Displaying items by tag: policy
Sea trout in Ireland, in the context of legislation and management, has traditionally been closely identified with salmon and this consultation process will consider the requirement of establishing a separate identity for sea trout.
The policy will make recommendations which will inform a range of issues including sustainable management of stock and any possible legislative changes that may emerge in the future.
Other areas to be addressed will include protection and conservation (including biodiversity, habitat protection and interactions with aquaculture), stock assessment, and education and promotion.
Sea trout, the migratory form of brown trout, leave freshwater as a juvenile fish typically after two years. They enter marine waters where they feed heavily before returning to freshwater, usually to breed with some components of the population spawning several times over their lifetime.
As a result, the sea trout is a valuable angling fish which occurs in most coastal rivers and inshore waters.
Sea trout has significant economic and cultural importance in Ireland with potential for further development. This is coupled with major concerns about sea trout stock declines in some systems nationally, most particularly along the western seaboard, and requires that future management of sea trout is underpinned by a comprehensive policy.
IFI says it recognises the diverse opinions of stakeholders regarding the future management of sea trout and their fisheries and encourages stakeholder engagement through this public consultation process.
Interested parties are invited to make submissions which will be reviewed and considered by the Sea Trout Policy Group, which comprises of a range of representatives with a broad experience of sea trout within IFI.
“The sea trout is a complex migratory fish frequenting freshwater, estuaries and marine waters,” says IFI chief executive Ciaran Byrne. “The biodiversity, economic and cultural value of this type of fish requires a policy direction to manage this precious resource sustainably and to conserve it into the future.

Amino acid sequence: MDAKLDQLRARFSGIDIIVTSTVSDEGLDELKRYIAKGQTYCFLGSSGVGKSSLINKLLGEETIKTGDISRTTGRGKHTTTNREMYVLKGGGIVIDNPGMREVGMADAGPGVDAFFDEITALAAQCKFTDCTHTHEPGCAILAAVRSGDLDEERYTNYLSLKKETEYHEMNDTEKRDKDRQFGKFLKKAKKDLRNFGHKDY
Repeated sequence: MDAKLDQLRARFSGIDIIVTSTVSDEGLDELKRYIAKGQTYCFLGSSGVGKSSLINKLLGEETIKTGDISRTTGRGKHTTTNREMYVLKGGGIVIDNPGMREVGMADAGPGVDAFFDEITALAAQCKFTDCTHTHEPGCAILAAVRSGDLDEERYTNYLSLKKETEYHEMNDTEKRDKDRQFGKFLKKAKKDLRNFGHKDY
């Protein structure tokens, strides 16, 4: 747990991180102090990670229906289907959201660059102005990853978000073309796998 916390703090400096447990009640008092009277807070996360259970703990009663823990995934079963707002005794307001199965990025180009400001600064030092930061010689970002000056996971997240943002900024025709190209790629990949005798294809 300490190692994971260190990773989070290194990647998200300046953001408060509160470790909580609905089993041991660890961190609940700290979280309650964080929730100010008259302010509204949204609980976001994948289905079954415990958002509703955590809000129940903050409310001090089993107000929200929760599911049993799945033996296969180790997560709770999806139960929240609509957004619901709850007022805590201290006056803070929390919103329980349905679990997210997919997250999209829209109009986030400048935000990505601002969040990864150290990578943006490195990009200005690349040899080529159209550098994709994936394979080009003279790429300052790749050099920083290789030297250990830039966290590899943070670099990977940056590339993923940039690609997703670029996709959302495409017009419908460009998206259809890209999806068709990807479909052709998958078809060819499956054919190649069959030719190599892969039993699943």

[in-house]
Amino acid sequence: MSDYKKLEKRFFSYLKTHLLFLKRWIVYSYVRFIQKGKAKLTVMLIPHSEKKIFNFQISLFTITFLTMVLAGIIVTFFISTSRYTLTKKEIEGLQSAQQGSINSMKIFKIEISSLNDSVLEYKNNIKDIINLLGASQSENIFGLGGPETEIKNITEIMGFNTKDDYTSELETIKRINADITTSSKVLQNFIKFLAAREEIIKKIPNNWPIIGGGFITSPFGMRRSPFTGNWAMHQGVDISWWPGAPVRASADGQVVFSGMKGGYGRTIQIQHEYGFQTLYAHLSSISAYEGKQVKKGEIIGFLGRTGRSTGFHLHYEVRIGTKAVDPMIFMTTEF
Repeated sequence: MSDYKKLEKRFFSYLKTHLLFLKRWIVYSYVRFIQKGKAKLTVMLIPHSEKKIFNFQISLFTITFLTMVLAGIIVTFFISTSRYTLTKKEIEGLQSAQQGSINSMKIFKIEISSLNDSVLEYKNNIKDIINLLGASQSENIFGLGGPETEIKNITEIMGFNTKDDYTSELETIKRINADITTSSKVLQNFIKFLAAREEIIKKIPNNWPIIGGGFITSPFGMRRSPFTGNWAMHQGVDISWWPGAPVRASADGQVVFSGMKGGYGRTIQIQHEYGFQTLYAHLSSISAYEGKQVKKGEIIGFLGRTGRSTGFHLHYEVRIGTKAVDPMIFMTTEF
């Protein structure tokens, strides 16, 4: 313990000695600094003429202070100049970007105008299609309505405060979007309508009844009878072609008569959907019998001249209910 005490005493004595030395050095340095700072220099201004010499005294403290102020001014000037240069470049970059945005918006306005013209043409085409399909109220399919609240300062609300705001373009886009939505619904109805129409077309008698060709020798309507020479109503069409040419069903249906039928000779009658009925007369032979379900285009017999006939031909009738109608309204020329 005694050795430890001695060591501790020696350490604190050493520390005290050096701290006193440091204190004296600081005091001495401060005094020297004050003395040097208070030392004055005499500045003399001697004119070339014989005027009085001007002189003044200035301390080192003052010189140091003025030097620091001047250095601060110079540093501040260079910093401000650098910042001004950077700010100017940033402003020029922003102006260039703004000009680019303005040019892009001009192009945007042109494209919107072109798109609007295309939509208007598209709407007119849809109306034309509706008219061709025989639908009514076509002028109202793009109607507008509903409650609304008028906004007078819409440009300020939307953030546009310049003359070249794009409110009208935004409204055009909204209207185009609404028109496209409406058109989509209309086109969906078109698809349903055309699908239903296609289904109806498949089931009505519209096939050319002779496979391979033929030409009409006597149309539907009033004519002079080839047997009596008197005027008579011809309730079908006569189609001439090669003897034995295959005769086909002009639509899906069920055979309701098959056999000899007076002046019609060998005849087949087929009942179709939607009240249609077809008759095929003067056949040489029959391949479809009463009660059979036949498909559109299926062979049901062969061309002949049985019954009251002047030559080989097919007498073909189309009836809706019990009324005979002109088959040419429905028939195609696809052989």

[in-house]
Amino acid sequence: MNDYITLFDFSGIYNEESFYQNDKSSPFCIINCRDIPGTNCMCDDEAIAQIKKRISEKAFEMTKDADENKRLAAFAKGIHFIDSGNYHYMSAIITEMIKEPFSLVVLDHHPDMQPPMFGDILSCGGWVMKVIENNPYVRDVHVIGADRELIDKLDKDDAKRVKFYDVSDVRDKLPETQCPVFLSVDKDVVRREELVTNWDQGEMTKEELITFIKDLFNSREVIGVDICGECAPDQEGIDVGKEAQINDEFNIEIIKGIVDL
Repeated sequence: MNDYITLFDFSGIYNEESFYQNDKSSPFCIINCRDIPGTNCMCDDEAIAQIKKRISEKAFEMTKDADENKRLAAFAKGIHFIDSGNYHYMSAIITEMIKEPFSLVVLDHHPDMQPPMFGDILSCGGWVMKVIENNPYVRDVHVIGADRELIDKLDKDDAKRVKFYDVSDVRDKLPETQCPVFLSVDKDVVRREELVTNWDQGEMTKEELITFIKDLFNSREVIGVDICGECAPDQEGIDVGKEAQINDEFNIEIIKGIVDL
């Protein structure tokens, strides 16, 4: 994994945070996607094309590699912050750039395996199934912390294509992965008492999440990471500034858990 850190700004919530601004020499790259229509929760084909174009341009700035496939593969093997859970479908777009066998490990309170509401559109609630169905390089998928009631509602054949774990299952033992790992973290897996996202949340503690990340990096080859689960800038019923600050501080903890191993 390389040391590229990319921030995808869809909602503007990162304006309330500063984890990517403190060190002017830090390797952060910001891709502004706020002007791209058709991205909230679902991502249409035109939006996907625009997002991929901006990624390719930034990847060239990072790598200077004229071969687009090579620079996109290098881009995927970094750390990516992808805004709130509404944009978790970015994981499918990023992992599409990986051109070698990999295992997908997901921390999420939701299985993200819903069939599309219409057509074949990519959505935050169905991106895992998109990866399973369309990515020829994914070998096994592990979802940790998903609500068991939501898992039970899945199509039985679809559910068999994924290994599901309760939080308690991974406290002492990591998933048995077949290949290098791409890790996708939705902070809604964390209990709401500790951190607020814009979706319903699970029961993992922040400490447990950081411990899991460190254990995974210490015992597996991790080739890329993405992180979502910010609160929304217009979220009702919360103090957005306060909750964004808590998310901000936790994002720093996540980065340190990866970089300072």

“This public consultation, and ultimately the policy recommendations which will emerge, will capture stakeholder views and incorporate the broad scope of management issues that will underpin future policy.”
The public consultation period will run for five weeks until Wednesday 12 July. All submissions must be made in writing and will be published on the IFI website. Submissions should be marked ‘Public Consultation – Sea Trout Policy’ and can be submitted to [email protected] or by post to:
Sea Trout Policy
Inland Fisheries Ireland
3044 Lake Drive
Citywest Business Campus
Information on the consultation is available from the IFI website or from any IFI office.
Following the appointment of a Policy Review Group later this month, the review process will commence with a scoping consultation which will be open to all interested parties.
IFI says it has long recognised that public policy-making can be enhanced through the active involvement and contribution of all stakeholders and has set out how it will develop policies and consult with stakeholders in its IFI Procedure on Policy Development and IFI Stakeholder Consultation Policy.
It is expected that the updated National Pike and Trout Policy documents will be available a year from now in July 2017.
A policy group will be appointed shortly and will comprise of five IFI staff from the research, operations and business Development divisions.
“IFI is committed to consulting with stakeholders and the general public on matters of inland fisheries policy," said chief executive Dr Ciaran Byrne. "I expect the forthcoming scoping consultation process to gather useful information that will provide an evidence base for the update of the pike and trout policies in tandem.
“An agreed view from angler stakeholder groups would be most welcome and I urge the representative groups to work for such an outcome. I encourage all domestic and tourist anglers, tourism providers and the general public to provide their views on the important issues regarding the management of our important pike and trout species.”
The inland fisheries body acknowledges the upcoming protest being staged by pike interests and can confirm that no decision has been taken regarding the cessation or otherwise of pike management operations in designated trout waters for 2017.
IFI says it has accelerated the review of the policies and is working to ensure the completion of this exercise in as consultative way as possible that ensures all interested parties have input to policy formulation .
As advised previously, work continues within IFI regarding the examination of:
- The current stock management programme, including resource usage, fish transfer and health and safety.
- Marketing and socio-economic information to include actual and potential economic value.